PEORIA, Ariz. – No one ever had to ask Dustin Ackley twice to taking batting practice.
“I’ve always loved hitting,” said the Seattle Mariners first-round draft pick from last June. “Now, I love taking ground balls, too.”
At 6-foot-1, 180 pounds, Ackley has always been a batting cage rat, and at 22 he has played almost everywhere on a diamond with the exception of one position – second base, the very position the Mariners are asking him to play.
“I’m playing a new position for the first time, and there’s a lot of learning involved,” Ackley said Thursday. “I’m trying to learn how my teammates throw to second base – one third baseman’s ball might sail a little, one might cut in – and I have to learn how to take them at second base.
“From Little League through high school and college, I’ve probably played every position on the field except second base. … Getting the footwork and glove work down, I’m learning as I go.”
Infield coach Mike Brumley spent a week working with Ackley in December and said the difference between Ackley then and now is significant.
“You watch him take ground balls, he looks like any other good middle infielder,” Brumley said. “Great, soft hands, a strong arm, good range. I think he’s going to be a very solid second baseman.”
That doesn’t mean he’s there yet.
“Every second baseman has three or four ways to make the double play pivot and get out of harm’s way,” Brumley said. “Dustin has only turned the double play as a shortstop to this point, so we’re trying to get him comfortable with one or two styles that will help him.
“He’ll learn more as he goes, but we don’t want to overwhelm him before he plays a game out there.”
The second player taken in the ’09 draft, Ackley is an offensive force As a senior, he batted .417 during the regular season – then .500 in the College World Series for North Carolina. Last fall, playing against other blue chip prospects in the Arizona Fall League, Ackley hit .315 with five doubles, a home run and 12 RBI in 20 games.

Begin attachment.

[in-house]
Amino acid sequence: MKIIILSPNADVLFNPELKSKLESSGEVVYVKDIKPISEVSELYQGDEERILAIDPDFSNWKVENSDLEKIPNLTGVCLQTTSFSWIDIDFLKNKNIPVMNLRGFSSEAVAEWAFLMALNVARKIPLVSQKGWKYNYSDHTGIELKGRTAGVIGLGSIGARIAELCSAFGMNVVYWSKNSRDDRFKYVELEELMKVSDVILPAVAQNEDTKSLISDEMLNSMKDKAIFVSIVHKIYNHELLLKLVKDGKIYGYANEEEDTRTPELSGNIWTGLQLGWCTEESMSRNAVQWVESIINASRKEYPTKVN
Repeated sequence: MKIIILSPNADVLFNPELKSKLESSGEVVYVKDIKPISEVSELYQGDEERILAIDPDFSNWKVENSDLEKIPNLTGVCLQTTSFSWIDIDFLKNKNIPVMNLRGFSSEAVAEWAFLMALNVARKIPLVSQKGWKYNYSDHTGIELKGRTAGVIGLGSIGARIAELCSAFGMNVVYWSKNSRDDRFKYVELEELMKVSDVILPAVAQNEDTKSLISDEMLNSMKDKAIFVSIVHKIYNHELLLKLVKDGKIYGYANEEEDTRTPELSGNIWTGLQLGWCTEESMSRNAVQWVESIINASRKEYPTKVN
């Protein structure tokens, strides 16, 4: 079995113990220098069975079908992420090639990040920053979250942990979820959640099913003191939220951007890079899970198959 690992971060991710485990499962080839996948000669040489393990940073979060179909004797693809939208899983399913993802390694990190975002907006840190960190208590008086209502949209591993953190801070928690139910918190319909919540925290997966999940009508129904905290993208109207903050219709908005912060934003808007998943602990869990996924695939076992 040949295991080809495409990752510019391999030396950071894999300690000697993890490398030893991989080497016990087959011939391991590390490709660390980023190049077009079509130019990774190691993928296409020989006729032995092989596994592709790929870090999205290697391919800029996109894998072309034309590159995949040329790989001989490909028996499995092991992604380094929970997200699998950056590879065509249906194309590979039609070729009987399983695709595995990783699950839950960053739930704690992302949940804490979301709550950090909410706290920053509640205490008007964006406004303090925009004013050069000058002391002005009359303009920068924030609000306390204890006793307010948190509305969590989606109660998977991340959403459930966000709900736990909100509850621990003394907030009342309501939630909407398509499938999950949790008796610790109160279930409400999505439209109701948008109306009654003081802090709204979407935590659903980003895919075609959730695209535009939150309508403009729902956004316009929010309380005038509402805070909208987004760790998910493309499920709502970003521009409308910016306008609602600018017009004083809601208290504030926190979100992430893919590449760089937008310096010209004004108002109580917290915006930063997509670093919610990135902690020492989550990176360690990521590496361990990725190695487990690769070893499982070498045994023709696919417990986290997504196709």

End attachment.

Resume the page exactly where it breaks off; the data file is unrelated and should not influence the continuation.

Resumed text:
“I didn’t really get going until the end of the AFL, when I started playing every game,” he said.
A left-handed hitter with exceptional bat control, Ackley is gaining strength and seeing the results of his work in the weight room.
“I’m stronger than I was last September when I took batting practice in Seattle. I can see the way the ball comes off my bat,” Ackley said.
The son of John Ackley, who was drafted by Boston in 1979, Dustin Ackley isn’t intimidated by anyone, and the Mariners have embraced him this spring in his first big-league clubhouse.
“My dad played minor league baseball in the ’80’s, and he’s told me a little about his experiences, about the travel. I’m sure a lot has changed since then,” Ackley said.
“This clubhouse isn’t that different than the one at North Carolina except for who’s in it. I mean, Ken Griffey Jr? He’s pretty hard not to watch or listen to. Mike Sweeney kind of took me in last September, and they’ve made me feel comfortable.”
Ackley knows he’s not here to win a job.
“I know I’m not ready now. My job is to be ready when an opportunity comes,” he said.” I don’t have a timetable for getting to the big leagues.”
At the same time, he’s not overly patient. Asked how he’d deal with it if, for instance, he wasn’t in the majors in three years, Ackley looks shocked.
“I’d be disappointed if I’m not in the big leagues in three years,” he said. “This is what I’ve always wanted to do, and I hope I’m closer than that. I want to get there.”
The Mariners don’t disagree.
“He’s learning to play second base, but his bat is special,” manager Don Wakamatsu said. “We’re just letting him learn, trying to make the transition to a new position go smoothly. We don’t have to change him as a hitter.”
The Mariners sprung a new conditioning drill on the team after morning stretch, having the entire roster run hard from first to third base – three times. The man who led the charge, setting a brisk pace, was Ken Griffey Jr. Griffey had knee problems last spring that kept him from doing much running, but at age 40 he seems rejuvenated and happy to show it. … Erik Bedard update: The left-hander played long toss for 10 minutes from 100 feet. He’ll be stretched out to 120 feet and 12 minutes, then begin shortening the distance but increasing the effort. So far, no shoulder problems. … Pitchers threw to hitters for the first time Thursday, but hitters didn’t swing – they simply tracked pitches. Mike Sweeney came away impressed with Mauricio Robles and his change-up. … After undergoing operations on both hips this winter, catcher Rob Johnson is trying an altered setup position behind the plate to ease stress on his hips. … Pitcher Yusmeiro Petit reported to camp, having resolved personal issues that kept him home in Venezuela the past 10 days.